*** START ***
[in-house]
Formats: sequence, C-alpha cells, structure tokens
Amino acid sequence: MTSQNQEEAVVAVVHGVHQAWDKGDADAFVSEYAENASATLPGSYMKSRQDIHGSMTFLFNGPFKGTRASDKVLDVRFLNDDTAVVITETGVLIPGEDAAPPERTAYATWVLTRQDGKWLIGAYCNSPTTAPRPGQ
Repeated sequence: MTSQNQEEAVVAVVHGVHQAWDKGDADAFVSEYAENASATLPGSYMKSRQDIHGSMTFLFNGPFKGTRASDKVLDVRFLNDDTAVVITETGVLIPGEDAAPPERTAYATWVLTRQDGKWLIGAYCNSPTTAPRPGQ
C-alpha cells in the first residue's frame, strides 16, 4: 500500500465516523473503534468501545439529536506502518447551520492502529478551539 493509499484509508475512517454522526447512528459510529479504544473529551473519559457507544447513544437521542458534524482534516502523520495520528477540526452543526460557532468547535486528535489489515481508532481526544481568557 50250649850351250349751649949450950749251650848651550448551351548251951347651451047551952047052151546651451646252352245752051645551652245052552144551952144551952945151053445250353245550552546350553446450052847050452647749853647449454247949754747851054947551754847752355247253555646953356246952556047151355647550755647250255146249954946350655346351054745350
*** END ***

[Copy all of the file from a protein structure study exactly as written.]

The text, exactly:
[in-house]
Formats: sequence, C-alpha cells, structure tokens
Amino acid sequence: MTSQNQEEAVVAVVHGVHQAWDKGDADAFVSEYAENASATLPGSYMKSRQDIHGSMTFLFNGPFKGTRASDKVLDVRFLNDDTAVVITETGVLIPGEDAAPPERTAYATWVLTRQDGKWLIGAYCNSPTTAPRPGQ
Repeated sequence: MTSQNQEEAVVAVVHGVHQAWDKGDADAFVSEYAENASATLPGSYMKSRQDIHGSMTFLFNGPFKGTRASDKVLDVRFLNDDTAVVITETGVLIPGEDAAPPERTAYATWVLTRQDGKWLIGAYCNSPTTAPRPGQ
C-alpha cells in the first residue's frame, strides 16, 4: 500500500465516523473503534468501545439529536506502518447551520492502529478551539 493509499484509508475512517454522526447512528459510529479504544473529551473519559457507544447513544437521542458534524482534516502523520495520528477540526452543526460557532468547535486528535489489515481508532481526544481568557 50250649850351250349751649949450950749251650848651550448551351548251951347651451047551952047052151546651451646252352245752051645551652245052552144551952144551952945151053445250353245550552546350553446450052847050452647749853647449454247949754747851054947551754847752355247253555646953356246952556047151355647550755647250255146249954946350655346351054745350